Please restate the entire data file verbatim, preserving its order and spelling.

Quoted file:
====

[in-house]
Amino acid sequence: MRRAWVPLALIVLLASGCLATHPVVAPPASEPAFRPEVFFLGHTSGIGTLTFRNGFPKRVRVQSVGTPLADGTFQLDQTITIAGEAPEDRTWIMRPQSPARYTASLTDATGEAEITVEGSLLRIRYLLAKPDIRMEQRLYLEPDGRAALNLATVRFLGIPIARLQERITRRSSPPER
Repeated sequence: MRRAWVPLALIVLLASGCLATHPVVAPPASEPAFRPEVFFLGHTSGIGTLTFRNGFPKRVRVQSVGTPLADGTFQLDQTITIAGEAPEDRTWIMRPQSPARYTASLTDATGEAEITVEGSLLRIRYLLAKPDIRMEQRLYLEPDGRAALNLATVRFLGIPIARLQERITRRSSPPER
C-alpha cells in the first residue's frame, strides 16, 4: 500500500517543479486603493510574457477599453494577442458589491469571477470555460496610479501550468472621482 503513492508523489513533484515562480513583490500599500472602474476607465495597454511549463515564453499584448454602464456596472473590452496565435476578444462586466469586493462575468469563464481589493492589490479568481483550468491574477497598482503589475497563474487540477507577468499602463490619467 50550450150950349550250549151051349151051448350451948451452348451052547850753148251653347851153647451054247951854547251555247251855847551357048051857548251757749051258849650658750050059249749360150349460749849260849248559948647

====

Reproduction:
[in-house]
Amino acid sequence: MRRAWVPLALIVLLASGCLATHPVVAPPASEPAFRPEVFFLGHTSGIGTLTFRNGFPKRVRVQSVGTPLADGTFQLDQTITIAGEAPEDRTWIMRPQSPARYTASLTDATGEAEITVEGSLLRIRYLLAKPDIRMEQRLYLEPDGRAALNLATVRFLGIPIARLQERITRRSSPPER
Repeated sequence: MRRAWVPLALIVLLASGCLATHPVVAPPASEPAFRPEVFFLGHTSGIGTLTFRNGFPKRVRVQSVGTPLADGTFQLDQTITIAGEAPEDRTWIMRPQSPARYTASLTDATGEAEITVEGSLLRIRYLLAKPDIRMEQRLYLEPDGRAALNLATVRFLGIPIARLQERITRRSSPPER
C-alpha cells in the first residue's frame, strides 16, 4: 500500500517543479486603493510574457477599453494577442458589491469571477470555460496610479501550468472621482 503513492508523489513533484515562480513583490500599500472602474476607465495597454511549463515564453499584448454602464456596472473590452496565435476578444462586466469586493462575468469563464481589493492589490479568481483550468491574477497598482503589475497563474487540477507577468499602463490619467 50550450150950349550250549151051349151051448350451948451452348451052547850753148251653347851153647451054247951854547251555247251855847551357048051857548251757749051258849650658750050059249749360150349460749849260849248559948647